dry fire 3-4 times a week , local indoor matches once a week.... still making stupid mental errors.... qou Vadis  from here?

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On 5/18/2018 at 10:14 AM, Beef15 said:

Classifiers can be a mental obstacle, the just another stage advice doesn't work for me, confidence has helped.

 

Practice gives that confidence, and is pretty much the only way to progress.

 

 

 

*nods emphatically

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I just started shooting Major this year as I was tired of leaving points on the board.

 

The problem is, the .40 load at over 165 PF is harder to shoot than my 9mm minor loads (duh).

 

This makes it difficult to take your Minor scores from Practiscore and convert them to Major scores and see "where you would have ended up" had you been shooting Major. There is a reason why Major PF gets higher points because it is harder to shoot with the additional recoil. I do agree this gives you a feel of where you will eventually end up after a few months of shooting Major.

 

After about 3-4 months with my gun, I am just starting to get back to where I was before switching to Major with the number of A's per match. Not quite there yet, but getting closer and feeling more comfortable with the load. It should become a non-issue within another month or two and I have no regrets with the switch. Just know that if you switch to Major, it will take several months with a lot of live fire to make the transition. I dry fire a lot, but that does not help with the Minor to Major transition.

 

At my first match after getting my new .40 , I scored 29 Mikes!!! Yes, 29!!! Part of the reason was that the front sight fell off and I had to guess where to put it back on, but still... 29 MIKES!!!

 

Next match: 12 Mikes with a good front sight!!! (Ugh!)

 

Next match: 8 Mikes (Still Ugh!)

 

Now, I am finally down to 1 or 2 Mikes per match, and I need to get those down to zero. I never shot Mikes with my 9mm Minor gun. It feels like I am learning to shoot all over again, not just because of the .40 loads, but also using a 2011 that has such a different grip and feel to it.

 

I guess my point to all of this is that if you are chasing A class, if you are anything like me, a move to Major will give you a temporary setback before you start moving back up the ladder again. Ultimately, you will benefit significantly from the move however. My overall scores are higher, even with the few Mikes here and there, which is really encouraging.

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Doublehelix has a very good point. I started in Production shooting a polymer gun w/o a manual safety.  I found that I liked the fast movement and not reloading all the time so I switched to Limited with the same gun (just added magwell).  In the beginning, I would shoot the morning match with one gun and the afternoon with the other.  I shot better with the 9.  Finally, I decided to commit to.40.  It still took a little while before I got back to the level I was at with the 9, but I have now passed that level and will not go back to a 9 for as long as I shoot Limited.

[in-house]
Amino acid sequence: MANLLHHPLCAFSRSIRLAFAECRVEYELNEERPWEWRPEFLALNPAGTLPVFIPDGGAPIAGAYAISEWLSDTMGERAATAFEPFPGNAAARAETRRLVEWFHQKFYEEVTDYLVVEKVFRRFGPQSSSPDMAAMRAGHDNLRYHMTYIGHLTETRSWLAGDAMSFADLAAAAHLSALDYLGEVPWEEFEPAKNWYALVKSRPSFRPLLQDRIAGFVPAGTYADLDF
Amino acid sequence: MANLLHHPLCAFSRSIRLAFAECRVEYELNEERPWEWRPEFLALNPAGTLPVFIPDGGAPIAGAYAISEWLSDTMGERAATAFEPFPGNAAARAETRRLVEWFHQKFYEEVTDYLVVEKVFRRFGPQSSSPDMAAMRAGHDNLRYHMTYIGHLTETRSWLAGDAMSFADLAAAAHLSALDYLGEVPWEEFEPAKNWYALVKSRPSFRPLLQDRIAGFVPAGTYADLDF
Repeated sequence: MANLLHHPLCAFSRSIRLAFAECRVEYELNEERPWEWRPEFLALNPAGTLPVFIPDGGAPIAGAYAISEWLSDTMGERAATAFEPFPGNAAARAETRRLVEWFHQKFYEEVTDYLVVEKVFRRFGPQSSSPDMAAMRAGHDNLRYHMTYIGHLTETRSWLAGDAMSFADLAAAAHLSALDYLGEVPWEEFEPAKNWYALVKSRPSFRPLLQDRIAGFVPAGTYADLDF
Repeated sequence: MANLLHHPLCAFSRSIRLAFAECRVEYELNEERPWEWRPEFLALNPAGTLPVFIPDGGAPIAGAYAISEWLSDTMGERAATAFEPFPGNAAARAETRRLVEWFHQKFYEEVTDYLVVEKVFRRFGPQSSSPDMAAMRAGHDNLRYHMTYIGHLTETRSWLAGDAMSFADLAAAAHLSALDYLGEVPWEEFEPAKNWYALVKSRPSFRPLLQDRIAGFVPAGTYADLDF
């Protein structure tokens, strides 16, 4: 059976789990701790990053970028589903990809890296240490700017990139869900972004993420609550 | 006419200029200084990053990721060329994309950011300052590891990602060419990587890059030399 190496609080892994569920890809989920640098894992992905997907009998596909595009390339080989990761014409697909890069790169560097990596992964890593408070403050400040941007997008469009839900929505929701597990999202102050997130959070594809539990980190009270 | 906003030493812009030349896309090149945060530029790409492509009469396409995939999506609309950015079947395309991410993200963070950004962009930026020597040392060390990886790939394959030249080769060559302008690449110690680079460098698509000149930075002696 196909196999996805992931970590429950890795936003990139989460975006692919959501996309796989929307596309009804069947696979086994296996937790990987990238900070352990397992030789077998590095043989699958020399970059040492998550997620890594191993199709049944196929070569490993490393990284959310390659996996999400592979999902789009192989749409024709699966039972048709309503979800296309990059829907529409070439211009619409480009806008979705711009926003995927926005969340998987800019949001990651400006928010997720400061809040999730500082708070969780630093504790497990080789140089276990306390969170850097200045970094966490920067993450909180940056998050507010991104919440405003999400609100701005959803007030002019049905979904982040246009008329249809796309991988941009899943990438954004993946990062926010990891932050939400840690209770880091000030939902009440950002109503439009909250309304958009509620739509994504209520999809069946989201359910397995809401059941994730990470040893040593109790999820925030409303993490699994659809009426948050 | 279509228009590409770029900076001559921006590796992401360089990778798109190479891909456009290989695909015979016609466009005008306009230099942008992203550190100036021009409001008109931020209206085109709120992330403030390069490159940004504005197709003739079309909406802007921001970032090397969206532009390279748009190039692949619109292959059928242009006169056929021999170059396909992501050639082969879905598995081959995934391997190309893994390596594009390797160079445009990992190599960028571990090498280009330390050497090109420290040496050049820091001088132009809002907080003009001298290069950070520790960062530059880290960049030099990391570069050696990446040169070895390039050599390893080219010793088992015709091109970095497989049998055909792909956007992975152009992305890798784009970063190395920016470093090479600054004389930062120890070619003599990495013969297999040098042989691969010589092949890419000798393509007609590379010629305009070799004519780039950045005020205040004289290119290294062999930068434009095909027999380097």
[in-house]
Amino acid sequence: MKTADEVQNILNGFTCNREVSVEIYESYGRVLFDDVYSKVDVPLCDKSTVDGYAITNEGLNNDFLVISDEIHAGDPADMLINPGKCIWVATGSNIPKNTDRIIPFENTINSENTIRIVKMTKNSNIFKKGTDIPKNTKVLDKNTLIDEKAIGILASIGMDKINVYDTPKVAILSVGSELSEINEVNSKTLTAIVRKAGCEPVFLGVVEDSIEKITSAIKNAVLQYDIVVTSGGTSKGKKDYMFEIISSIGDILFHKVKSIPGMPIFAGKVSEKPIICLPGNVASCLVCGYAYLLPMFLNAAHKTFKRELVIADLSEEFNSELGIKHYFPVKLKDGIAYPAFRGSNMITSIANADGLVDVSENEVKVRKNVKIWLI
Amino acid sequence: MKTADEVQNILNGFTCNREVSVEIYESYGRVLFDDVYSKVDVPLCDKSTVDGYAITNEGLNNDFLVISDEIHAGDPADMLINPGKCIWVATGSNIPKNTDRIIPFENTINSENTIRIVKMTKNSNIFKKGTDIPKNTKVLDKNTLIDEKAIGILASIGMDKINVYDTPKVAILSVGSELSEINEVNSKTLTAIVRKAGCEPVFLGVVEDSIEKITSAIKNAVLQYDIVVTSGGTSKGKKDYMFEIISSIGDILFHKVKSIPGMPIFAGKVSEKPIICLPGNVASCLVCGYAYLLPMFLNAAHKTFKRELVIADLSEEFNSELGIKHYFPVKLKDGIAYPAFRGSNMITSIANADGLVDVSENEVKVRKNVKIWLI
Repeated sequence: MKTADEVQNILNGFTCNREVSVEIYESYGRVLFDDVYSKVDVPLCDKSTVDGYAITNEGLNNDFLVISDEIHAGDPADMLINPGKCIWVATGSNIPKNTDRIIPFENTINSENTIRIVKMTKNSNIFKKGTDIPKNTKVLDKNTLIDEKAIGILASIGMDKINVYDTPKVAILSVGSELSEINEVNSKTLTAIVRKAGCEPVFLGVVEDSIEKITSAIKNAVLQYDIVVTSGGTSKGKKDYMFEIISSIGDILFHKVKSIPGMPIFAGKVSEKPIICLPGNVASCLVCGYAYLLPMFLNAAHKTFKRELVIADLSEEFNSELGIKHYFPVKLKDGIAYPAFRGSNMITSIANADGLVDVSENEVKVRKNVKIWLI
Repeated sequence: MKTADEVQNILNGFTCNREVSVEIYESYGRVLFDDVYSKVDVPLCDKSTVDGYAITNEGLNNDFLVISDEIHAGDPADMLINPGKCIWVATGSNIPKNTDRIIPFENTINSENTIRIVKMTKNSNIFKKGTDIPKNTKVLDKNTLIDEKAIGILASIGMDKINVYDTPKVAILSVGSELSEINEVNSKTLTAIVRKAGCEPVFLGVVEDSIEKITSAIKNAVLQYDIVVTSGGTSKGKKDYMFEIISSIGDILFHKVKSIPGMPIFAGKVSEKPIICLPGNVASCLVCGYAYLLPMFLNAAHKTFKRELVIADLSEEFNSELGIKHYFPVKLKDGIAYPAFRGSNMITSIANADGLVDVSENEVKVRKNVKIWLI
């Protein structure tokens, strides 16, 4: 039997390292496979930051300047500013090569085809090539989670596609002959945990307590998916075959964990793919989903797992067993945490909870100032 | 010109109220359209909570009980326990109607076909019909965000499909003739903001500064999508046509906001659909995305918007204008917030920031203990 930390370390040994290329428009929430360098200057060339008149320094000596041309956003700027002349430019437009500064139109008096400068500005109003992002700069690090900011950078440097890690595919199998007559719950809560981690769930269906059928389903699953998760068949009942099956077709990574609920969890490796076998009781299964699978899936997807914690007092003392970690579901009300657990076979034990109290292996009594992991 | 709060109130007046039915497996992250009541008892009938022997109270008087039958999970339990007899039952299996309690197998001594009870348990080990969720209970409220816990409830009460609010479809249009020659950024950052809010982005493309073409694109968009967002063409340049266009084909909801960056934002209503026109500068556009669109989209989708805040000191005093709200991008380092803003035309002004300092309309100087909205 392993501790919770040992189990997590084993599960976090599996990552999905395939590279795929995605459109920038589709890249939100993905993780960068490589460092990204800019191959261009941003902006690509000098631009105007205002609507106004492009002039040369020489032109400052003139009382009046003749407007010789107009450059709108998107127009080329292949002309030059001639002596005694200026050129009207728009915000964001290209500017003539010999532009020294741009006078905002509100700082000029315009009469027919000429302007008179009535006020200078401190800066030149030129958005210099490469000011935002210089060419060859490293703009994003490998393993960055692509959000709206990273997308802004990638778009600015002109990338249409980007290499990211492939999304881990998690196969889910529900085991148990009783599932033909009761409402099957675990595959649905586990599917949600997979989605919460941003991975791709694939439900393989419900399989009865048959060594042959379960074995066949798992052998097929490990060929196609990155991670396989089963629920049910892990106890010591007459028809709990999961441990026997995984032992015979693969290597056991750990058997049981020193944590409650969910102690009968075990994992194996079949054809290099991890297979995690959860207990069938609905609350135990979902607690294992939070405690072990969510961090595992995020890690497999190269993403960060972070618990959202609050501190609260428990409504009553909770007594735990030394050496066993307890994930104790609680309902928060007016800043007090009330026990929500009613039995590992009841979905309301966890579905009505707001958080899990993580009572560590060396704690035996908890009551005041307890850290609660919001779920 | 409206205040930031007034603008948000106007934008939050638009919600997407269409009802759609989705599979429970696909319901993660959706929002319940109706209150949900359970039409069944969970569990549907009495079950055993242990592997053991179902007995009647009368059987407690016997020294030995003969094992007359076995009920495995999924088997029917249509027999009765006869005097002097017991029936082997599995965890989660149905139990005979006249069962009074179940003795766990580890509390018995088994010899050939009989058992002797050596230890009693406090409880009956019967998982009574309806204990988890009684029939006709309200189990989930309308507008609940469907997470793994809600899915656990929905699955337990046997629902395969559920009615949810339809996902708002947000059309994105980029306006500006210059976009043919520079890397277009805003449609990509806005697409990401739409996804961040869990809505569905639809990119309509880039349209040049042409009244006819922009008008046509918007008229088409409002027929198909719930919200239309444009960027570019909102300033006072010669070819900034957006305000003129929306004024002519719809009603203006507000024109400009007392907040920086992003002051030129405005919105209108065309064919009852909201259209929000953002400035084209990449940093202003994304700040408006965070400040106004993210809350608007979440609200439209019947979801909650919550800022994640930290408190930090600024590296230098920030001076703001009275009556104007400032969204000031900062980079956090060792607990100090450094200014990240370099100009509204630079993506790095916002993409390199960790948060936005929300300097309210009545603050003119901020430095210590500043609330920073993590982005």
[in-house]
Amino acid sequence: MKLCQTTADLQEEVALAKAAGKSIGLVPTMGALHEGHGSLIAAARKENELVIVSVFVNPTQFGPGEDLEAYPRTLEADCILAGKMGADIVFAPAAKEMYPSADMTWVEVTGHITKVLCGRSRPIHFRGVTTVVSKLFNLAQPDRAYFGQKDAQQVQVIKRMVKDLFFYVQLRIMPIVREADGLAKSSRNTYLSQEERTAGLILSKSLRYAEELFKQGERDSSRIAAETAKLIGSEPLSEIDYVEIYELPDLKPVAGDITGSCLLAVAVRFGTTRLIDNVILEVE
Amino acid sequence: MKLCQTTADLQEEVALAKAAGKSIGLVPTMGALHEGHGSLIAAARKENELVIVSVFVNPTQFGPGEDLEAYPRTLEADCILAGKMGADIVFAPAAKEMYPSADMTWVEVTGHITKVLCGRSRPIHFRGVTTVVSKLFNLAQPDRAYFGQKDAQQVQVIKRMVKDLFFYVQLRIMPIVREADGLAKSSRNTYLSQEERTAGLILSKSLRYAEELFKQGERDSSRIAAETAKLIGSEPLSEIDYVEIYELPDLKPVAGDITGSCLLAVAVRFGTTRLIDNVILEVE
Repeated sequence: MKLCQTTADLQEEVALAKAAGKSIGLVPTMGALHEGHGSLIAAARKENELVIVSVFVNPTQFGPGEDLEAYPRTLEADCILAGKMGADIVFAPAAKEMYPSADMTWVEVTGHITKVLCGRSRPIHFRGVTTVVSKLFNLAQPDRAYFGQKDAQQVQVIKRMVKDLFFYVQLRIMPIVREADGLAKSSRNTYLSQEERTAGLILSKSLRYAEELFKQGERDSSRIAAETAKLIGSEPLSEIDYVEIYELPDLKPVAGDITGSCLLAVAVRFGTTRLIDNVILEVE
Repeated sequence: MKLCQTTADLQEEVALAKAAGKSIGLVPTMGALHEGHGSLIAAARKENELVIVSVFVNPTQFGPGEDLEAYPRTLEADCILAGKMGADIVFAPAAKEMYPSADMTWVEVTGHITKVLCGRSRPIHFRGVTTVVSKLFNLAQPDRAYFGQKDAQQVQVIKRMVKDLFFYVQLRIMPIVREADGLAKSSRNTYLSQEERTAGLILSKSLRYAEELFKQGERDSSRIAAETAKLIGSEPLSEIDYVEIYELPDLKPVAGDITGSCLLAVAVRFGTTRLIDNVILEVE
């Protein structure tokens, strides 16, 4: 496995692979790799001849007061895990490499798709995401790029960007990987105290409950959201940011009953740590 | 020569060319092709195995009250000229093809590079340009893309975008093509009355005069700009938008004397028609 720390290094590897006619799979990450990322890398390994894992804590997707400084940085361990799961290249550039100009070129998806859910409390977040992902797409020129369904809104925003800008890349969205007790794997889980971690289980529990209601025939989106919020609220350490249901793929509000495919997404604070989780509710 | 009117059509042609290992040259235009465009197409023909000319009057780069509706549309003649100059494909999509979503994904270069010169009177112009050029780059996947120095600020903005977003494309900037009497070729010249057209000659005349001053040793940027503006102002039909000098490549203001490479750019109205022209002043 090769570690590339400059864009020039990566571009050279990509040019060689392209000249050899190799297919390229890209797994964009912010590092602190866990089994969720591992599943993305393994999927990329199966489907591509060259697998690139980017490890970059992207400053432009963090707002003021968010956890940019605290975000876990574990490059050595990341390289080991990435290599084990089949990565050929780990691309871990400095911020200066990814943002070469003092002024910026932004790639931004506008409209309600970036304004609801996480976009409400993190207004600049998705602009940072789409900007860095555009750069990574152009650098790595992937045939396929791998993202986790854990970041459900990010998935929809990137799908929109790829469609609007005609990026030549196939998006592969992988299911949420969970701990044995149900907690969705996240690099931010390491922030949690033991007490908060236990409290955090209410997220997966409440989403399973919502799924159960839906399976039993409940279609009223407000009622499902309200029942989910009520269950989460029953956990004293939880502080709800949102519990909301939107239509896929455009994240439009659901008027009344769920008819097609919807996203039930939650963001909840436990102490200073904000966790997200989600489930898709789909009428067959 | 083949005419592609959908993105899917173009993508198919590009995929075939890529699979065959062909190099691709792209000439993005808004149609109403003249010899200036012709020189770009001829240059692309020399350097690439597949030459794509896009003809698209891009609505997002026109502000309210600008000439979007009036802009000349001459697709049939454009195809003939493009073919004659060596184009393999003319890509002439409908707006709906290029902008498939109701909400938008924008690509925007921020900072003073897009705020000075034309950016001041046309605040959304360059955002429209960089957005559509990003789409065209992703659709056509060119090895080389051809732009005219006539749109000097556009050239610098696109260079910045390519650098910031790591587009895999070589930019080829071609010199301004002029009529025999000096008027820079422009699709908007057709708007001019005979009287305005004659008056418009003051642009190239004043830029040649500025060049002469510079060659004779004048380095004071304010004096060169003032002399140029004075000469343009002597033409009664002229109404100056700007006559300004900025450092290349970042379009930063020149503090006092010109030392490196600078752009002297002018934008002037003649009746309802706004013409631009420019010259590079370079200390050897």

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51 minutes ago, Doublehelix said:

Now, I am finally down to 1 or 2 Mikes per match, and I need to get those down to zero. I never shot Mikes with my 9mm Minor gun. It feels like I am learning to shoot all over again, not just because of the .40 loads, but also using a 2011 that has such a different grip and feel to it.

 

 

Not trying to be critical here, just wanting to help a brother out.  My impression from your post is you really should take some time and focus on your shot calling.  I've been in your shoes with the unexplained mikes, and its just shot calling.  The increase in mikes over your 9 minor gun says that you are likely pointing at the target and pulling the trigger twice.  aka double tapping.  You need to see both shots.  Now your mikes are reducing because of your improved grip shooting major, your improved grip is making up for the lack of shot calling.   You will quickly reach another plateau if you dont focus your efforts on learning to call your shots now.  It should be your sole purpose in your shooting life until you get it figured out.  Its boring, it doesn't make sense at first, its frustrating as hell...it seems impossible.  But it is the most important thing.  I promise.  

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On 5/18/2018 at 9:02 AM, Hi-Power Jack said:

Instead of (or rather, along with) daily dry firing.    :cheers:

 

9mm Minor ?    Try  .40 Major  -  bet that will bump you up a bit - low hanging fruit  :)

 

I agree with Jack.  You're giving away points shooting limited minor.  Also you should remember  Matches are the answers to the test.  The questions are your training.  If you're looking to close the gap on M/GM shooters you need to be training 5-6 days a week otherwise, you're loosing ground.